Trump’s working class appeal

 

The narrative explaining Donald Trump’s surprise victory in November has been anchored by the undercurrent of white working class anxiety and discontent that he tapped. It helped flip three crucial industrial states — Wisconsin, Michigan, and Pennsylvania — into Trump’s column and handed him the White House.

Trump is keenly aware of who buttered his bread, and his speech on Tuesday night showed he has not let up on his vow to help those he says have been left behind by the country’s embrace of globalization, free trade, and liberal environmental policies.

“I am not going to let America and its great companies and workers be taken advantage of anymore. They have taken advantage of our country. No longer. I am going to bring back millions of jobs,” he vowed in his speech to Congress.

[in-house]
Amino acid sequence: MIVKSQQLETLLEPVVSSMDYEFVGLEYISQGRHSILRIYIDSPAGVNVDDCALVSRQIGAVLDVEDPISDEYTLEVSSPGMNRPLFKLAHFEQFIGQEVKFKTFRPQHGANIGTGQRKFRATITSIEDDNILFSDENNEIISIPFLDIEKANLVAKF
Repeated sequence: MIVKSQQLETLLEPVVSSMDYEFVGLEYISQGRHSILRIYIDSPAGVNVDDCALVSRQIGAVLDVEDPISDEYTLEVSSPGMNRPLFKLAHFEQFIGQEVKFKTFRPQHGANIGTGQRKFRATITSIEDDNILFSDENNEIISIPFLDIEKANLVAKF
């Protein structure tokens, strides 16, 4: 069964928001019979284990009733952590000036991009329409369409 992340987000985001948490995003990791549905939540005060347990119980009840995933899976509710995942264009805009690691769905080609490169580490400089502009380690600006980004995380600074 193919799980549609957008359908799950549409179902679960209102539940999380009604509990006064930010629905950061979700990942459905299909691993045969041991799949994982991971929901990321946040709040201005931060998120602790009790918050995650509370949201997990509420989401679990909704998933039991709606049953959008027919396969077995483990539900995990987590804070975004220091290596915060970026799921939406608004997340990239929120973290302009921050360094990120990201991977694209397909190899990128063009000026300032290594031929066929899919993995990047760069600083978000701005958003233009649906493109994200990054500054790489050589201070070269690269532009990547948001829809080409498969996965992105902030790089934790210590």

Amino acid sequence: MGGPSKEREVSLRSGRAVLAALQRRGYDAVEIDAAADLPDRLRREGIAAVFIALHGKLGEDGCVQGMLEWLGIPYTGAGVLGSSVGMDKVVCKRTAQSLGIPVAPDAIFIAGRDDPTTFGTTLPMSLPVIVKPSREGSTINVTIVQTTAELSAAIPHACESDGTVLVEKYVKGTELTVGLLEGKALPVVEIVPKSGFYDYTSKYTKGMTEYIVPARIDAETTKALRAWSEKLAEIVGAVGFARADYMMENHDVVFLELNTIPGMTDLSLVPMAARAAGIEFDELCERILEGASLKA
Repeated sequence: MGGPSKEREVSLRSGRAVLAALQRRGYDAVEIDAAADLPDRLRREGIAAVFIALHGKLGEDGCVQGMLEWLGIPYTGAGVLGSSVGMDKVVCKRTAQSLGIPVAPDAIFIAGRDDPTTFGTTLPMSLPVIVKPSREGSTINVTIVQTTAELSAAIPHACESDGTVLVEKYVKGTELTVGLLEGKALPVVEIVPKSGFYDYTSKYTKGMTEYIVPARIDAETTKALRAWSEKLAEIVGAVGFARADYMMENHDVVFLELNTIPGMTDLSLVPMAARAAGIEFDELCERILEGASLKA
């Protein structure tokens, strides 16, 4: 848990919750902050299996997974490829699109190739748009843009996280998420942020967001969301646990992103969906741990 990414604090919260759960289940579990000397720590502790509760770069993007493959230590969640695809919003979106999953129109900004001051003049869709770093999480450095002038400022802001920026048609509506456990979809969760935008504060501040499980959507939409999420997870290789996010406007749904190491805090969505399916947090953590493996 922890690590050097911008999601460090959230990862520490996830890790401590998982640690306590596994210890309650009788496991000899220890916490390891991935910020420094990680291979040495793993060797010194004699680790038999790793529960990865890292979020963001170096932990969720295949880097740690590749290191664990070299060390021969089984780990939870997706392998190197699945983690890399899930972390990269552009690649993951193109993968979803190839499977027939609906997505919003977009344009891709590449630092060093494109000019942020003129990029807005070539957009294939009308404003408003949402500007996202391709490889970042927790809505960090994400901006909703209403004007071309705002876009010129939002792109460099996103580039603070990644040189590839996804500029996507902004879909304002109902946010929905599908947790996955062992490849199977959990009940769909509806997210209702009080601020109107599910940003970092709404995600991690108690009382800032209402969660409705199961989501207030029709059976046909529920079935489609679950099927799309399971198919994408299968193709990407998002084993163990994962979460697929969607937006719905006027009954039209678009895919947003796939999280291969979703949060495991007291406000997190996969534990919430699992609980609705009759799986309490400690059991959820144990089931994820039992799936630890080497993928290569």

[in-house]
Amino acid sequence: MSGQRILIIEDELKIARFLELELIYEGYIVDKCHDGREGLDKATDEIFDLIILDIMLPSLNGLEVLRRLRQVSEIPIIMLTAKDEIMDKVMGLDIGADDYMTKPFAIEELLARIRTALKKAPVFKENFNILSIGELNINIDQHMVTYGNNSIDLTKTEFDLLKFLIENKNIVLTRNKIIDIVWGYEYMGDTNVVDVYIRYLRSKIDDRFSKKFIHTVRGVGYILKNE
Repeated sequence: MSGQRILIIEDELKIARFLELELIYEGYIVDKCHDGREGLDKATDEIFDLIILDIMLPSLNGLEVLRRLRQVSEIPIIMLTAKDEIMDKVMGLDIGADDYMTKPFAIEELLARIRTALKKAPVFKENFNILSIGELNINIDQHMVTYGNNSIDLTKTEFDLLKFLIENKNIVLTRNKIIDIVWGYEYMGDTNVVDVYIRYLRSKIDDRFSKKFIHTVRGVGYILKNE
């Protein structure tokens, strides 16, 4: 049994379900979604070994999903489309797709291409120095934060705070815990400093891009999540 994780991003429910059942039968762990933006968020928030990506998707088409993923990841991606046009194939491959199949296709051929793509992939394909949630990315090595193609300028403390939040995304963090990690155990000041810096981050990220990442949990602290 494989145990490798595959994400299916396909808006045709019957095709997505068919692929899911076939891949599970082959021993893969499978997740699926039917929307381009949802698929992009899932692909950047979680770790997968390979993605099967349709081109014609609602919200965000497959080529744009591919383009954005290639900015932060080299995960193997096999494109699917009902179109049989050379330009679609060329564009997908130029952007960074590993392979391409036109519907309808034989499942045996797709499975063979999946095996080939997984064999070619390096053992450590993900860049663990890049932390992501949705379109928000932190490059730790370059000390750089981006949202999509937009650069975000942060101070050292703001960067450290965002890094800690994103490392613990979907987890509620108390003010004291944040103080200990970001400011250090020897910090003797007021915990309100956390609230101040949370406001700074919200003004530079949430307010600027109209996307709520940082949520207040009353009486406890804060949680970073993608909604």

He talked of a massive infrastructure spending plan that would bring “millions of jobs” — though laid out no specifics, including how he’d pay for the sort of huge public works spending that Republicans in Congress wanted nothing to do with under President Obama.

And he returned to what may be his most cherished touchstone when it comes to the plight of the white working class — coal mining. “We are going to stop the regulations that threaten the future and the livelihood of our great coal miners,” he said.

Trump appeared to be referring to an executive order he signed last month to repeal an Obama administration rule that would have imposed stronger environmental regulation on coal mines dumping waste into streams. Will his move lead to a huge comeback for coal? Doubtful.